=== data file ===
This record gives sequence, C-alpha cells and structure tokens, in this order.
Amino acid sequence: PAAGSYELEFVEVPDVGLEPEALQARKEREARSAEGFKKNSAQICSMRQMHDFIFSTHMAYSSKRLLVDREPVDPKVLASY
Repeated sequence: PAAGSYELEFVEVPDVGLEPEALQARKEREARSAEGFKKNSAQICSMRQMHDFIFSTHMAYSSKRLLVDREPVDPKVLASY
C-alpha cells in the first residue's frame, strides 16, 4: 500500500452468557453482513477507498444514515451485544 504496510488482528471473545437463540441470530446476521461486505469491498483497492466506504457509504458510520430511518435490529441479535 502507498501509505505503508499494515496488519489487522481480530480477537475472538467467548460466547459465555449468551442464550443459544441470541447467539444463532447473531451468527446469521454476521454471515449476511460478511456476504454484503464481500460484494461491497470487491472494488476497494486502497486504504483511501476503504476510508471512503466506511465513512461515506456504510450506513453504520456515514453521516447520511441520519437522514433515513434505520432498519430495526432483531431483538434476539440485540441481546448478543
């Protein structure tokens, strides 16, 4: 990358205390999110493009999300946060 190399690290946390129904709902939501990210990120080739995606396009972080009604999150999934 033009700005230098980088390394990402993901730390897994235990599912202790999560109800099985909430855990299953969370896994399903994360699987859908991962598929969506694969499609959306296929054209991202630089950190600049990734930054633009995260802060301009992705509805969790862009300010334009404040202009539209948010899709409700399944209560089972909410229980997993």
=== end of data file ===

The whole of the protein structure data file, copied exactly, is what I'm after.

This record gives sequence, C-alpha cells and structure tokens, in this order.
Amino acid sequence: PAAGSYELEFVEVPDVGLEPEALQARKEREARSAEGFKKNSAQICSMRQMHDFIFSTHMAYSSKRLLVDREPVDPKVLASY
Repeated sequence: PAAGSYELEFVEVPDVGLEPEALQARKEREARSAEGFKKNSAQICSMRQMHDFIFSTHMAYSSKRLLVDREPVDPKVLASY
C-alpha cells in the first residue's frame, strides 16, 4: 500500500452468557453482513477507498444514515451485544 504496510488482528471473545437463540441470530446476521461486505469491498483497492466506504457509504458510520430511518435490529441479535 502507498501509505505503508499494515496488519489487522481480530480477537475472538467467548460466547459465555449468551442464550443459544441470541447467539444463532447473531451468527446469521454476521454471515449476511460478511456476504454484503464481500460484494461491497470487491472494488476497494486502497486504504483511501476503504476510508471512503466506511465513512461515506456504510450506513453504520456515514453521516447520511441520519437522514433515513434505520432498519430495526432483531431483538434476539440485540441481546448478543
């Protein structure tokens, strides 16, 4: 990358205390999110493009999300946060 190399690290946390129904709902939501990210990120080739995606396009972080009604999150999934 033009700005230098980088390394990402993901730390897994235990599912202790999560109800099985909430855990299953969370896994399903994360699987859908991962598929969506694969499609959306296929054209991202630089950190600049990734930054633009995260802060301009992705509805969790862009300010334009404040202009539209948010899709409700399944209560089972909410229980997993």